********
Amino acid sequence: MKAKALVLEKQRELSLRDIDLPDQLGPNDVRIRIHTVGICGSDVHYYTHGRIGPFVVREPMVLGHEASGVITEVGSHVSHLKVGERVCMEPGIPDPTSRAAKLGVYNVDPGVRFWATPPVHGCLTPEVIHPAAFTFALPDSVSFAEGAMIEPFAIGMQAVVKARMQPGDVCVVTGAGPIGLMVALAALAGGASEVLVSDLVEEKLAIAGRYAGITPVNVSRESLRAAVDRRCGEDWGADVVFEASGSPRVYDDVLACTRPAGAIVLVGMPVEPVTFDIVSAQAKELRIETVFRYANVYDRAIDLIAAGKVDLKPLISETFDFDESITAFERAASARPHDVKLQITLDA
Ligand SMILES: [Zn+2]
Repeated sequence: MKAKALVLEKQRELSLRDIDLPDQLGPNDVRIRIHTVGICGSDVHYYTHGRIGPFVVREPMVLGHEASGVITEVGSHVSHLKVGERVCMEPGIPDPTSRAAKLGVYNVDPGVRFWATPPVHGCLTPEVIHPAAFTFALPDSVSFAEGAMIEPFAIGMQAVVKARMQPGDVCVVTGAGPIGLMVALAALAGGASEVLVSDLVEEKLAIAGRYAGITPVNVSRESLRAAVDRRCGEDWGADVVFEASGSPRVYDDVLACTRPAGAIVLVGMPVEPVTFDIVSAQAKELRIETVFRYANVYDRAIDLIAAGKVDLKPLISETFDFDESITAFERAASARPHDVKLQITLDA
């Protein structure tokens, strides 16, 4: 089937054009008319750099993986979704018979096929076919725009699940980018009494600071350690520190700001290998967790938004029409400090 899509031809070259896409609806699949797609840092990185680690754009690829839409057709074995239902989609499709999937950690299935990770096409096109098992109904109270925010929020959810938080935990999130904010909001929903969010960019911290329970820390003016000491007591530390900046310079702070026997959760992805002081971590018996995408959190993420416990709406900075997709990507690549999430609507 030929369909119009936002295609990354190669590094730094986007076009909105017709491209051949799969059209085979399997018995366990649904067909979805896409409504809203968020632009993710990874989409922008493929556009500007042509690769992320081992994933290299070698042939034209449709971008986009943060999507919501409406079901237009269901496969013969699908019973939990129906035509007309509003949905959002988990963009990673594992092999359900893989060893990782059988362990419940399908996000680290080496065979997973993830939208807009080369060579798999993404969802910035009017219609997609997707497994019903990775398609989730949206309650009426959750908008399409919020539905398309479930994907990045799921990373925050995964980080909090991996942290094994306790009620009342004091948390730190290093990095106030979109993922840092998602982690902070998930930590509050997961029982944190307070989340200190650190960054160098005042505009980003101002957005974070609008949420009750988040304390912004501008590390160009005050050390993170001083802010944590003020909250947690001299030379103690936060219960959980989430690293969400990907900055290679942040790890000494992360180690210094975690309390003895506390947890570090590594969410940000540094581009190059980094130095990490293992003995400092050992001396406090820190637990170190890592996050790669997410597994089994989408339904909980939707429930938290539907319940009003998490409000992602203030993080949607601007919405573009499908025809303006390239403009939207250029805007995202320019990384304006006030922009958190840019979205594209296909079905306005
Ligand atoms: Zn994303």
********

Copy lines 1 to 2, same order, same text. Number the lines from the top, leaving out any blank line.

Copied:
Amino acid sequence: MKAKALVLEKQRELSLRDIDLPDQLGPNDVRIRIHTVGICGSDVHYYTHGRIGPFVVREPMVLGHEASGVITEVGSHVSHLKVGERVCMEPGIPDPTSRAAKLGVYNVDPGVRFWATPPVHGCLTPEVIHPAAFTFALPDSVSFAEGAMIEPFAIGMQAVVKARMQPGDVCVVTGAGPIGLMVALAALAGGASEVLVSDLVEEKLAIAGRYAGITPVNVSRESLRAAVDRRCGEDWGADVVFEASGSPRVYDDVLACTRPAGAIVLVGMPVEPVTFDIVSAQAKELRIETVFRYANVYDRAIDLIAAGKVDLKPLISETFDFDESITAFERAASARPHDVKLQITLDA
Ligand SMILES: [Zn+2]